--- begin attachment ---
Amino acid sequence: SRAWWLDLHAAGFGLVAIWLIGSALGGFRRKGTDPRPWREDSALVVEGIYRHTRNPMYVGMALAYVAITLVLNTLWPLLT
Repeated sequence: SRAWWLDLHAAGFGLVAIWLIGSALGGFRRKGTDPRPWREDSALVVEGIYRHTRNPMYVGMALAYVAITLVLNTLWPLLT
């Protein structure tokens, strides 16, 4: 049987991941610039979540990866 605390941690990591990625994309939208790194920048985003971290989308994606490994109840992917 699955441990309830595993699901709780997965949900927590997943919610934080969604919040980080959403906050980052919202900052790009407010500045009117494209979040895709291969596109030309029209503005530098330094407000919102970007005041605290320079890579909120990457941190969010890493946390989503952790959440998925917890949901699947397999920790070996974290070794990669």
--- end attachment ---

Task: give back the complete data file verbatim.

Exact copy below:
Amino acid sequence: SRAWWLDLHAAGFGLVAIWLIGSALGGFRRKGTDPRPWREDSALVVEGIYRHTRNPMYVGMALAYVAITLVLNTLWPLLT
Repeated sequence: SRAWWLDLHAAGFGLVAIWLIGSALGGFRRKGTDPRPWREDSALVVEGIYRHTRNPMYVGMALAYVAITLVLNTLWPLLT
């Protein structure tokens, strides 16, 4: 049987991941610039979540990866 605390941690990591990625994309939208790194920048985003971290989308994606490994109840992917 699955441990309830595993699901709780997965949900927590997943919610934080969604919040980080959403906050980052919202900052790009407010500045009117494209979040895709291969596109030309029209503005530098330094407000919102970007005041605290320079890579909120990457941190969010890493946390989503952790959440998925917890949901699947397999920790070996974290070794990669």